Government statistics show drop in British cycling fatalities

Increase in serious injuries

The latest government figures from the Office of National Statistics and the Department for Transport show that the number of pedal cyclists killed in Great Britain decreased by seven percent during 2007, according to their joint report.  

Whilst cyclist fatalities fell from 146 to 136, the same report shows total cyclist casualties were at the same level as 2006 at 16,195. More worryingly there were 2,428 seriously injured cyclists, six percent higher than in 2006. The number of slightly injured cyclists showed a one percent decrease from 2006 to 2007, down to 13,631.  

The stats were also analysed by age – showing an eight percent increase in serious cycle injuries for children (509) with child fatalities staying about the same (13).  

Total casualty figures are also given by class or road user from 1997 to 2007 and are much better news; 1997 saw well over 24,000 cyclist casualties so the 2007 figure of over 16,000 represents a staggering fall of a over a third. Perhaps most surprisingly every year between 1997 and 2006 saw a reduction in total cycle casualties. Compare this to motorcycle casualties which have see-sawed between around 24,000 and 28,000 from 1997 to 2007.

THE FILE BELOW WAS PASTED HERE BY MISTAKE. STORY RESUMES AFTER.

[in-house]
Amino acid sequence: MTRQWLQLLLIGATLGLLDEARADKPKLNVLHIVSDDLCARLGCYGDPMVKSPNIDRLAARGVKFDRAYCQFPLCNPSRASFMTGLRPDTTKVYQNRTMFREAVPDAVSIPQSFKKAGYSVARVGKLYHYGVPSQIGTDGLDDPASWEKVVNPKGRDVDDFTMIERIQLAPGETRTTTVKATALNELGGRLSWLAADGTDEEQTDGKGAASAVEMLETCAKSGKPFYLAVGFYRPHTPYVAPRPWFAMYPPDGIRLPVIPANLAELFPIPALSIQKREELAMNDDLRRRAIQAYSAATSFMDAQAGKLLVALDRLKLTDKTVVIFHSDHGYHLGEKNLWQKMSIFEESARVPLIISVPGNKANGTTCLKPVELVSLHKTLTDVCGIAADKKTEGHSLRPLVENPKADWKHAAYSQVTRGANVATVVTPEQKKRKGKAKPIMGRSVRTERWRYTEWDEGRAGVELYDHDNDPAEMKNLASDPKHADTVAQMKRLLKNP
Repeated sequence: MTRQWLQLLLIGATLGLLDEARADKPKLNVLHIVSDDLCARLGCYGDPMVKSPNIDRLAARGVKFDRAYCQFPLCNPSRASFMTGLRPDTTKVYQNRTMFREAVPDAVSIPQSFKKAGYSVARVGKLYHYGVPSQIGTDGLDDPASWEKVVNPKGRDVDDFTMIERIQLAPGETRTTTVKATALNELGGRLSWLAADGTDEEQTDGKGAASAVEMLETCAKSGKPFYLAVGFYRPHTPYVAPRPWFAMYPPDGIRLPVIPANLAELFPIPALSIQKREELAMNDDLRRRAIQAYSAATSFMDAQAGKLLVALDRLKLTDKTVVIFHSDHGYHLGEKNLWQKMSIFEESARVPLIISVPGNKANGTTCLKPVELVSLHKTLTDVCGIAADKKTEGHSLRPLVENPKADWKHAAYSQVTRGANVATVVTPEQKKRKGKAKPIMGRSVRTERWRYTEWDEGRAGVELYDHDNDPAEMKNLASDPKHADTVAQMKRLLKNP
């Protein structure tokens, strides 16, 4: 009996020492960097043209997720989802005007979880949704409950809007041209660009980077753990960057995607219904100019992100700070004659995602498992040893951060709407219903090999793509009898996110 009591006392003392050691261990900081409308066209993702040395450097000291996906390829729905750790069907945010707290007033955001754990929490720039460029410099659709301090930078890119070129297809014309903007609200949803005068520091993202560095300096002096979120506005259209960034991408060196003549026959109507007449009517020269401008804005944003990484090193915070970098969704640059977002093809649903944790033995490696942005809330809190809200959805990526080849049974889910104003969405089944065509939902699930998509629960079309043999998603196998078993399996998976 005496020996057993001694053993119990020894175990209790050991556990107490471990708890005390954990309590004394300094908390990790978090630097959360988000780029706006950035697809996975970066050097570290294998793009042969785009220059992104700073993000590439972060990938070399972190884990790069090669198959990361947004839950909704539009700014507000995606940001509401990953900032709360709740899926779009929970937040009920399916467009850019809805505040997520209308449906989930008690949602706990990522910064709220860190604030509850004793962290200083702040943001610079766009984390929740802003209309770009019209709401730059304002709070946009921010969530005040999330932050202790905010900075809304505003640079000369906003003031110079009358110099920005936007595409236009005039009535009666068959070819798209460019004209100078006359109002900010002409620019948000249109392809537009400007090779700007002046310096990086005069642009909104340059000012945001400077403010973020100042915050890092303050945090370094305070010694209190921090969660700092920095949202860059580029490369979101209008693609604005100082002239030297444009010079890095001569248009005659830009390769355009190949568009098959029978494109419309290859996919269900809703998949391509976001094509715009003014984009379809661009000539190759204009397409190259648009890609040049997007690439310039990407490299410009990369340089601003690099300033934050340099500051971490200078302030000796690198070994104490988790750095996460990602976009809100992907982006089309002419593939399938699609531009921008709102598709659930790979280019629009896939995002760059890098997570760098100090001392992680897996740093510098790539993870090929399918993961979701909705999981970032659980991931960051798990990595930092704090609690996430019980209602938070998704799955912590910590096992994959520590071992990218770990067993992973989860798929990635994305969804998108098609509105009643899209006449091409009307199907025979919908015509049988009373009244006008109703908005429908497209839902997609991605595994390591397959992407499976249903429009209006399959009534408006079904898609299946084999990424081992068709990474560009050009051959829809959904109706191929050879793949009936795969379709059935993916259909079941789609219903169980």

The overall trend is even more impressive when put against increased cycle use over recent years, as reported by the two main sources of figures. The government’s Department for Transport’s figures, Transport Trends recently reported “Between 2000 and 2006, pedal cycle traffic grew from 4.2 to 4.6 billion vehicle kilometres, the highest since 1992.” And Sustrans’ own figures have shown year on year increases in the use of off-road sections of their network. There really are more people cycling more safely it seems – and that’s official. 

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